On February 23, 2011 Terry Pegula stood in the lobby of the First Niagara Center and introduced himself to the fans of the Buffalo Sabres. In that press conference, Pegula stated that above anything, he was a fan of the Sabres and wanted to compete for a Stanley Cup.
In the full season since he took charge, Pegula's Sabres have not shown they are ready for the Stanley Cup.
Ryan Miller was not himself for the first half of last season, the defense struggled due to injuries, the offense struggled to score at times and the powerplay and penalty kill were not nearly as reliable as they had been in seasons past.
So has Pegula failed?
Not even close.
Yes, the team has not been the most successful since Pegula's arrival, but he has been in charge for only one full season. Beyond that, if anyone believes that the Sabres are in a worse position than they were two years ago, there are a number of things they have missed.
First, Pegula has completely changed the culture and landscape of what it means to come play hockey in Buffalo. One of the biggest complaints from fans about the Sabres is that "no one wants to come play in Buffalo," and before Pegula, there was an excellent argument to be made for that assertion.
But things have changed in a big way.
One can say that the team's performance, coach and front office make the decision for the player, and while that is certainly true to some extent, the city needs to sell itself to a player as well.
Buffalo is probably one of the better cities for an NHL player for a number of reasons.
It is extremely cheap, both in terms of cost of living and real estate, it is close to Canada and Southern Ontario, where a lot of NHLers are from, it is hockey rabid so the team is one of the city's prized possessions and you have built-in rivalries with Toronto, Montreal and Boston.
The downside of Buffalo?
It has not been the most economically fortunate city in the US for some time and it was reflected in a lot of ways, but most notably a mass exodus from the downtown area.
Now that's all changing thanks to Pegula.
He recently won a bid to build the Harbor Center across the street from the First Niagara Center—a $125 million project that will include a two-pad ice rink, retail shops, a luxury hotel, among other things. He donated a few million dollars this summer to landscape the Commercial Slip area of the Erie Canal.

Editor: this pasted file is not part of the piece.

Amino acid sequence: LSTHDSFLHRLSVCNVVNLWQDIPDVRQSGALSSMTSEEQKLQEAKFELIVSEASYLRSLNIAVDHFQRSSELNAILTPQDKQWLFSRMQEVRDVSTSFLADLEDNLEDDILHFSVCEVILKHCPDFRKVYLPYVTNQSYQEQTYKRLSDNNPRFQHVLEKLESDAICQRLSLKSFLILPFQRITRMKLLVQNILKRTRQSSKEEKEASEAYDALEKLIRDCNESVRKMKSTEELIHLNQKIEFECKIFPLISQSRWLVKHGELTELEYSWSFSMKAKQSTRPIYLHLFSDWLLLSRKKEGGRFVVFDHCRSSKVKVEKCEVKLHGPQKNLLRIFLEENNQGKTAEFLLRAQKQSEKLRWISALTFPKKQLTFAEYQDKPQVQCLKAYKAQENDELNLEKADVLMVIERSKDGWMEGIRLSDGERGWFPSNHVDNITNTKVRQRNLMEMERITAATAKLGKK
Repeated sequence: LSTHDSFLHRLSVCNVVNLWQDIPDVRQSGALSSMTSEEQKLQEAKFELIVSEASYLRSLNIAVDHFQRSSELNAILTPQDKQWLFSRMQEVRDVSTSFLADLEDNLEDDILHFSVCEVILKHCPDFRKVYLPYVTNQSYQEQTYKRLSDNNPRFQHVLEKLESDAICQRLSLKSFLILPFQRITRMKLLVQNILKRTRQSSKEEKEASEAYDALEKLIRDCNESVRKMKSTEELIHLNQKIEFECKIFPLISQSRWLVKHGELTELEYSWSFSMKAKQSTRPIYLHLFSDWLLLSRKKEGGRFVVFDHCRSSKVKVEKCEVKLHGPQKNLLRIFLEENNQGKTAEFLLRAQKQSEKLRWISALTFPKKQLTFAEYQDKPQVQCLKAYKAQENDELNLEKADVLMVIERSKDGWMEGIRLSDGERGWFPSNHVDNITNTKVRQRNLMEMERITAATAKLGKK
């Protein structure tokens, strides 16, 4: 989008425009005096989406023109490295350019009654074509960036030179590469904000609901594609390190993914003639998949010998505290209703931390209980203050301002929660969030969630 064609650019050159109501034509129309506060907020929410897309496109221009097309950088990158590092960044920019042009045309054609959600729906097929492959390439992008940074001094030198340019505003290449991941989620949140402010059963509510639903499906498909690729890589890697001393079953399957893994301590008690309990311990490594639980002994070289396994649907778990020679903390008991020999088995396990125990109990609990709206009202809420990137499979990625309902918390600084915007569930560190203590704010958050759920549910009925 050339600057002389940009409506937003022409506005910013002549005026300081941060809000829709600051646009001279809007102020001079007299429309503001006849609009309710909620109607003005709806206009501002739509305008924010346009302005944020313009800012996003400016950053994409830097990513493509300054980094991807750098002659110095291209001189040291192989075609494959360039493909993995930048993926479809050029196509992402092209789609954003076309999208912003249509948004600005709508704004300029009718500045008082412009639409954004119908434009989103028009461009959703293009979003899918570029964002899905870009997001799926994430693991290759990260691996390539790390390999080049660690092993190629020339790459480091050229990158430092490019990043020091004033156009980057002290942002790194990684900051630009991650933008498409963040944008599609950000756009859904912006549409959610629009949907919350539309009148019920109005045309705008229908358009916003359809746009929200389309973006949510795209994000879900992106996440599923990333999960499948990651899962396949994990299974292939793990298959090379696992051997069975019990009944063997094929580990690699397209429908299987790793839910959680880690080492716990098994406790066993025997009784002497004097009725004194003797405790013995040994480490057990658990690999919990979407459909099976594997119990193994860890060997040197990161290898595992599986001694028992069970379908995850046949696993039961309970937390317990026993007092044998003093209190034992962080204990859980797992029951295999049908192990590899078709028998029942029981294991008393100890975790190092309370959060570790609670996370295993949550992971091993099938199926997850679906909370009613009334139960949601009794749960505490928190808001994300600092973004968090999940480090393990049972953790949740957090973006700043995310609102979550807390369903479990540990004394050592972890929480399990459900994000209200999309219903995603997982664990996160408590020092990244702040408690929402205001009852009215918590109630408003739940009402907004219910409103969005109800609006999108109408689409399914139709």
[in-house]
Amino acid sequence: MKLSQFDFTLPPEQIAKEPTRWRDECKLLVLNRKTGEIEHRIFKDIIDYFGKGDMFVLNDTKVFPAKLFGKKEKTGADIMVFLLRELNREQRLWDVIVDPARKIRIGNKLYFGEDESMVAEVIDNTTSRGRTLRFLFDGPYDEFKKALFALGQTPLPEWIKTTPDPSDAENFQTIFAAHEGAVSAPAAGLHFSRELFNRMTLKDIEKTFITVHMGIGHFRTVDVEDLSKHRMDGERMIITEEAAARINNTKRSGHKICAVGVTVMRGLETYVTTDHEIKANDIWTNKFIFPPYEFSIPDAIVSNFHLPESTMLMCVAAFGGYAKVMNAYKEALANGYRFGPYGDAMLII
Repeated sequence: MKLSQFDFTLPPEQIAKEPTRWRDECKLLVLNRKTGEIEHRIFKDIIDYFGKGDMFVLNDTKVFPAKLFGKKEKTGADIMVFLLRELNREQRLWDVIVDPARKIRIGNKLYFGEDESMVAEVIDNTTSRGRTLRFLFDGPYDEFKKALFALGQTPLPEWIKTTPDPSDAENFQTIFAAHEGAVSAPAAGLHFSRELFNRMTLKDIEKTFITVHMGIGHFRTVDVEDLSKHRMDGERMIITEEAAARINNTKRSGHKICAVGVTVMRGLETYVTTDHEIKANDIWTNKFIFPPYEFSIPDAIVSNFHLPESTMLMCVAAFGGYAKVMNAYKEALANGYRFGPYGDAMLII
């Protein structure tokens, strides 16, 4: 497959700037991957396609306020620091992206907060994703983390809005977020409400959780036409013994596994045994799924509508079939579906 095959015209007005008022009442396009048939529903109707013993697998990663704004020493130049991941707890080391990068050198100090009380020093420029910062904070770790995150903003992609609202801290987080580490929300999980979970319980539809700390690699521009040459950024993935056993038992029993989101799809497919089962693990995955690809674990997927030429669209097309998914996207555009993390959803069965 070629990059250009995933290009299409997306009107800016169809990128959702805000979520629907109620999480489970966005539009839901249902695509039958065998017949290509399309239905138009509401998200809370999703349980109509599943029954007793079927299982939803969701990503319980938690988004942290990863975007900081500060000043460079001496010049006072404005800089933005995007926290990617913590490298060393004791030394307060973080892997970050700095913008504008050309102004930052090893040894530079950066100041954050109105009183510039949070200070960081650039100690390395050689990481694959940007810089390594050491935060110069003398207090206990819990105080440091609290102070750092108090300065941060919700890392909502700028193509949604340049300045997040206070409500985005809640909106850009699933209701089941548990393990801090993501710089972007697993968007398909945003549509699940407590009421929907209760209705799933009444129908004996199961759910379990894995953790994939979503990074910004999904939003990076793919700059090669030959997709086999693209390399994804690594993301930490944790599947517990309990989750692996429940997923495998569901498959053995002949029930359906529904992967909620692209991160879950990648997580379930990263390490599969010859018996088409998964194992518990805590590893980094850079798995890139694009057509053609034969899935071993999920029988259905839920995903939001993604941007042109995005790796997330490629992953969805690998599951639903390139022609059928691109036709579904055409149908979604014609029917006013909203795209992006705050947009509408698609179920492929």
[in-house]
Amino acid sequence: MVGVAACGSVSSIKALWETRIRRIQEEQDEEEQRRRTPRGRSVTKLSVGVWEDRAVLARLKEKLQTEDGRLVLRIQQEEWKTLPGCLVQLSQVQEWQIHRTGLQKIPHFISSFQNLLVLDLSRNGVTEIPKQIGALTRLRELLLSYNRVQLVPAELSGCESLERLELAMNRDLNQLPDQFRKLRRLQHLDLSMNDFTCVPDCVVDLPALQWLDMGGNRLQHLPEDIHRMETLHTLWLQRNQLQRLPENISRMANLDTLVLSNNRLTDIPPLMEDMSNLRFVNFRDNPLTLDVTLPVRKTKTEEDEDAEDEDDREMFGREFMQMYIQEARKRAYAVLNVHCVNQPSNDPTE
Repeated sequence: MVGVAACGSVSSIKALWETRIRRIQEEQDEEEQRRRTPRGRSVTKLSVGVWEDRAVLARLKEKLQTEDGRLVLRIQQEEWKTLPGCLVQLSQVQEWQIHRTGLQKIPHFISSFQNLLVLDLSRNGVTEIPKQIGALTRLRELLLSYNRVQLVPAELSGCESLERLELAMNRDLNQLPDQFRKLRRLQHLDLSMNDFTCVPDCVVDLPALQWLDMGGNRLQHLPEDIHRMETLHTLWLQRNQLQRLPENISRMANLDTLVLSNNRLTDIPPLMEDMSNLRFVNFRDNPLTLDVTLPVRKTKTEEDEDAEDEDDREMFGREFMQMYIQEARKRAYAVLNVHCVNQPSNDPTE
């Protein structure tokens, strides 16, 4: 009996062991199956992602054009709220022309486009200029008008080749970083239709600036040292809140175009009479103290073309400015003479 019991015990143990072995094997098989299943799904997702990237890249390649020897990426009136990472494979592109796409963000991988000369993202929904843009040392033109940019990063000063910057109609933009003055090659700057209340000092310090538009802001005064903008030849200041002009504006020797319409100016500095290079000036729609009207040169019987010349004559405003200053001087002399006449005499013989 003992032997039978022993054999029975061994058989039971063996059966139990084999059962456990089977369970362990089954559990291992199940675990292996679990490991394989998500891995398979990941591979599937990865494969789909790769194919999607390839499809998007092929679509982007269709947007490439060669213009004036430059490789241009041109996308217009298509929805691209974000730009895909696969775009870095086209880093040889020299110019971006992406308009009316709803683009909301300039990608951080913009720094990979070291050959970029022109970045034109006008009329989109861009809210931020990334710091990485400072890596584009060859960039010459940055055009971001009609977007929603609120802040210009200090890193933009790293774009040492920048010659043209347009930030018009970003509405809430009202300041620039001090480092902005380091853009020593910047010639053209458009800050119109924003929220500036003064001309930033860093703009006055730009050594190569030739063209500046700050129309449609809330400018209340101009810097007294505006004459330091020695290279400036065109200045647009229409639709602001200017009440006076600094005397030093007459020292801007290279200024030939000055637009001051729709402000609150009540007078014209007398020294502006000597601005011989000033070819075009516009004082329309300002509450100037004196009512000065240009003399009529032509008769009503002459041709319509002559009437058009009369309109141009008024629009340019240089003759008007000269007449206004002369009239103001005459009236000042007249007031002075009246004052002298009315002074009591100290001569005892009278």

And many say he's not even close to being done.
With a revitalized downtown area, the city can sell itself to the players, making the front office's job a heck of a lot easier.
Second, Pegula has completely revamped the scouting department for the team. Prior to his arrival, the scouting was primarily done through film, especially for the WHL and NCAA, whose teams are pretty removed from Buffalo geographically.
Now the scouting is all in-person, and seeing someone play in person versus on film makes a world of difference.
On film you have one perspective that has been given to you. In-person scouting allows for many perspectives, as well as the ability to notice smaller things like how much they talk on the ice, what their bench demeanor is, their locker room roles, etc.
This will certainly be something the team feels the impact of in the long-run, but it will certainly make the team much stronger, especially if the team starts having success and needs to be able to make a solid pick later in rounds.
Lastly, and the most short-term difference, is his willingness to spend money now.
Say what you want about last offseason, but the additions of Ville Leino, Christian Ehrhoff and Robyn Regehr showed, at the very least, that the Sabres now had an owner that was more interested in the product on the ice than his bottom line.
Yes, as many have learned and many more will learn in the future, throwing money at free agents is not the answer all of the time.
Leino started slow, Regehr struggled when playing with Andrej Sekera and Ehrhoff had injury issues, but there is no way having them on the team makes the Sabres worse. More needs to be done, but it was telling that Pegula was willing to spend that kind of money to make the team better.
Now, don't expect spending sprees like that every season, because they usually don't turn a team from playoff contender to Stanley Cup contender overnight.
A team needs a solid prospect pool and drafts to go with the diligent free-agent pick ups to be truly successful, but they also need the guy at the top that is willing to make the moves necessary to make the team better (ignoring any Darcy Regier opinions).
So, despite a tough season last year, there is no plausible argument that Pegula has made the team worse.
One could possibly argue that the additions of Leino, Regehr and Ehrhoff have not made the team better, and after last season it's possible, but not only should they not be judged on a single season, but all three played well at the end of the season.
But the reality is that with the new additions of Steve Ott, plus the three from last year, plus this year's draft class that includes Mikhail Grigorenko (who is making a mockery of the Quebec Major Junior Hockey League), Zemgus Girgensons and Jake McCabe, the team is certainly going to be better moving forward.
Pegula has not delivered the Cup yet, but don't be surprised if he does sooner than you think.